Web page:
Cadre deployment is destroying the IEC - Helen Zille

DA FCC explains the events that led to her being frogmarched out of a voting station in NMB

Journalists are currently trying to contact me for details of the snippet of news released about my being “manhandled” out of a voting station in Nelson Mandela Bay today. So here is the background

Election day is an enormous logistic exercise. In each town and city there are hundreds of volunteers, assigned different tasks: phoning voters, transporting voters, checking IDs, collating statistics, managing the media, dealing with a myriad of queries and much more.

My task today, in Nelson Mandela Bay, was two-fold: greeting voters and “walking the queues”.

Greeting voters is self-explanatory. I enjoy doing it.

But when long queues start to form, the job of “walking the queues” becomes more important. It involves encouraging people to stay in the queue, no matter how long it takes and how frustrated they get, so that they can cast their vote rather than go home.

Queue walking has never been as important in any election before as it was today. The IEC had a new voter-processing system, which took an inordinately long time per voter. And so, from as early as 09h00 this morning, especially in DA strongholds, long queues started to form, snaking around buildings.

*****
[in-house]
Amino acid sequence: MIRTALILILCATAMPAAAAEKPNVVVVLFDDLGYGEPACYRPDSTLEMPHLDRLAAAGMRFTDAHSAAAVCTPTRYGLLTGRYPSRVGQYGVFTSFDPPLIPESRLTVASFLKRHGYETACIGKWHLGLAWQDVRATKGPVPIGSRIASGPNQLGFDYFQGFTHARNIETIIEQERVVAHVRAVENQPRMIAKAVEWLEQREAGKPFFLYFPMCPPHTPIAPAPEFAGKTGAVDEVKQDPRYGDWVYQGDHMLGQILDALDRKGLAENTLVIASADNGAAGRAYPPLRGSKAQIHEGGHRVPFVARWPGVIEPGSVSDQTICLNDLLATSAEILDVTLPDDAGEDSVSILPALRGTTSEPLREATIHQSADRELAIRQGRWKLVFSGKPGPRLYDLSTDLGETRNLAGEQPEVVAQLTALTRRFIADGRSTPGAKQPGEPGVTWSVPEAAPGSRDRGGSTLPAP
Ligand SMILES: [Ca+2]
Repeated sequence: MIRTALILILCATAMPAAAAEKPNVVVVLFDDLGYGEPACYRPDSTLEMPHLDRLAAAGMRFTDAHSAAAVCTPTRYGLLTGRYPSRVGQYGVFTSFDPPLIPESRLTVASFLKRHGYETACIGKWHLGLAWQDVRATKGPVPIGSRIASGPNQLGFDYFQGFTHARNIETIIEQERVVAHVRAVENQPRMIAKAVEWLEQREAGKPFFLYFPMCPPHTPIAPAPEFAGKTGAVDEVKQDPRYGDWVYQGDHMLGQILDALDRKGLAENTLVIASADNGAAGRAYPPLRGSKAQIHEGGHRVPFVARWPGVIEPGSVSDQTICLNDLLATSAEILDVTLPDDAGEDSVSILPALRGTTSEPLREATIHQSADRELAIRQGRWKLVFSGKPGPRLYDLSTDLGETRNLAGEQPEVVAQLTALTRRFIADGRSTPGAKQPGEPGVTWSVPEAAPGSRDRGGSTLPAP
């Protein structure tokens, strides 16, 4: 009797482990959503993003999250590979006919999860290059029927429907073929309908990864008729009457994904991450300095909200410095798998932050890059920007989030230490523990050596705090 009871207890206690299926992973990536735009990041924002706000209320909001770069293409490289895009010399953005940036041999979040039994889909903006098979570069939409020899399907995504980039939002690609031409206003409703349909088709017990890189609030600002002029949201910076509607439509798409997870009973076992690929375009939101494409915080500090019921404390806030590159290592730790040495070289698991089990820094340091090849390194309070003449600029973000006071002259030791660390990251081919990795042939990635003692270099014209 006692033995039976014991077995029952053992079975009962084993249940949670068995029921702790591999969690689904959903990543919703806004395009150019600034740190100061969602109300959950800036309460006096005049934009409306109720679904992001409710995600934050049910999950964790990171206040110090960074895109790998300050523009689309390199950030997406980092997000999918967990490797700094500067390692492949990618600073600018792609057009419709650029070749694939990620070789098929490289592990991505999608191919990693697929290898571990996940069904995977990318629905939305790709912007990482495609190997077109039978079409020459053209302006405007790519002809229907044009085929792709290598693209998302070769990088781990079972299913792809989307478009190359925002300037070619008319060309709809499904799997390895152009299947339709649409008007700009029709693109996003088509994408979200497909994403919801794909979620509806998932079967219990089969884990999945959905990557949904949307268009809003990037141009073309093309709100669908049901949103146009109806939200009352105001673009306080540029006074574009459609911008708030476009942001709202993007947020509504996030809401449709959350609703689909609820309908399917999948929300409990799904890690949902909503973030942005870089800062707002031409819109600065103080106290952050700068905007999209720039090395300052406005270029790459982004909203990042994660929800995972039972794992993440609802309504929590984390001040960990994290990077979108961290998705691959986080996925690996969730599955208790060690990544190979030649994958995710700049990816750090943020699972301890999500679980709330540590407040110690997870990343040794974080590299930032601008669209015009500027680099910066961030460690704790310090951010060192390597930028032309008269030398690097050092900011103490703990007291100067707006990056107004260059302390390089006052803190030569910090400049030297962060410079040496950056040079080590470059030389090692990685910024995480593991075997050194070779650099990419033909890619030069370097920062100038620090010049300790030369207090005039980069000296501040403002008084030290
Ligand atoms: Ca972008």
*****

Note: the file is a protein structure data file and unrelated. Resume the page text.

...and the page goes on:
At a voting station at Wonder-Wonings, the IEC’s Presiding Officers took a sensible decision early on. They split the queue into two, by alphabetical surname. One queue was for surnames A – M. The second queue was for surnames N-Z. And from that moment on the queues moved and the wait was no longer than 45 minutes.

Not so at most of the other voting stations in the DA-voter-rich Northern Areas of the Nelson Mandela Bay Metro.

At these stations, from about 09h30, I switched my job from voter-greeting to queue-walking.

I was very careful to ensure that I did not canvas anywhere within the IEC’s boundary line. Once, outside the boundary line, when I encountered a woman waiting in a DA blue T-shirt, I said “Hou by die Blou”. We hugged. That was that.

As I walked the queues, I said two things: “Thank you for coming out today” and “Please wait in the queue. It will take long time but it is very important that you vote”.

I have done queue walking like this in most elections, and there has never been a problem. It was an especially important task today as voters, waiting in the howling wind and strong sun, were especially taxed by the weather.